MD
How much did it mean to you when in 2003, your peers at the Market Research Council elected you to the Marketing Research Hall of Fame?

HH
It was one of the most exciting things that happened to me in my career. It happened about 40 years toiling in the business I love. Starting at ad agencies and clients and then on to research companies, the final one at which I was CEO. I always tried to explore how research can be improved by designing new ways and approaches of collecting data and analyzing results. We utilized attitude segmentation when it was an emerging technique, developed ways to “derive” importance in addition to asking respondents to report on what is important (often biased,) and became interested in what makes a brand successful. While our clients liked these approaches and succeeded using them, it is hard to know what your expert peers really think. That is because a lot of research (especially on the supply side) is conducted in silos — we know what our team does, but not what everyone else is doing. So in the MRC are a majority of the 85 top researchers telling me they think I belong in the Marketing Research Hall of Fame. One benefit, my rookie card is selling for $1,000 on EBay.

MD
Who are some of the people you look up to in the market research community?

HH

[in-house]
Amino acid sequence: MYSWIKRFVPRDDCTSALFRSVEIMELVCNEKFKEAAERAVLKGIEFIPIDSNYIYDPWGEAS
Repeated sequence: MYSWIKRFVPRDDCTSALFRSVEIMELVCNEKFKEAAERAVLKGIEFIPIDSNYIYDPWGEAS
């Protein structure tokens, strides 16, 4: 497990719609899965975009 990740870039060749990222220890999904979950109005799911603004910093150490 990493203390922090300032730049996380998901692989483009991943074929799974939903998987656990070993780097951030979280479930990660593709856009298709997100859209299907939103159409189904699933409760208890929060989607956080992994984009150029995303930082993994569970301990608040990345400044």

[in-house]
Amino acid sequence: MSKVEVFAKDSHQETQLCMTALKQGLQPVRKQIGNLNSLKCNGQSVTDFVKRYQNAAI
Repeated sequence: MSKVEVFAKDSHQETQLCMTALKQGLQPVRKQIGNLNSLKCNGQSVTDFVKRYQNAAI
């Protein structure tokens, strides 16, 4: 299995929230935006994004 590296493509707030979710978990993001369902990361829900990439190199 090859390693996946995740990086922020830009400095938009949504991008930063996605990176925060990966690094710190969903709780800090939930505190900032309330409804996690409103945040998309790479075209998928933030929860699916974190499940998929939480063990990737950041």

There are two types of people I respect, those that exceed on the technical aspects of research and those that exceed on the business side. On the technical side are some people many researchers may not remember. Let me reintroduce Russ Haley who developed the early approaches of attitude segmentation using factor analyses of items and people and Ernest Dichter practically invented qualitative research. (I once had a 3-hour dinner with him before an AMA meeting he was speaking at and I was chairing. His creativity blew me away.) Ted Dunn probably contributed more to measuring mass communication than anyone else in the industry. On the business side two of my peers jump out. Jay Wilson took Roper Starch from a company in trouble to one of the big success stories and he became a leader in our industry and on of my mentors, Seymour Lieberman, had his own small company in New York City, but when he had employees that were entrepreneurial, he would fund them and help them manage a division of his company. After Sy retired his successor companies have gone on to greater things – now known by their Lieberman Research acronyms, LRW and LRE.

Continue reading “Interview with Harry Heller” »

Two Minutes with Steve Schlesinger

Wednesday, January 31st, 2007

Steve Schlesinger is a second generation researcher and 24 year veteran of the Market Research industry. During that time he has been very instrumental in building Schlesinger Associates and has given back a tremendous amount to the research community. He is currently on the national MRA Board and a member of a number of other associations. I hope you enjoy a few minutes of getting to know Steve.

MD How did you 1st get involved in the market research industry?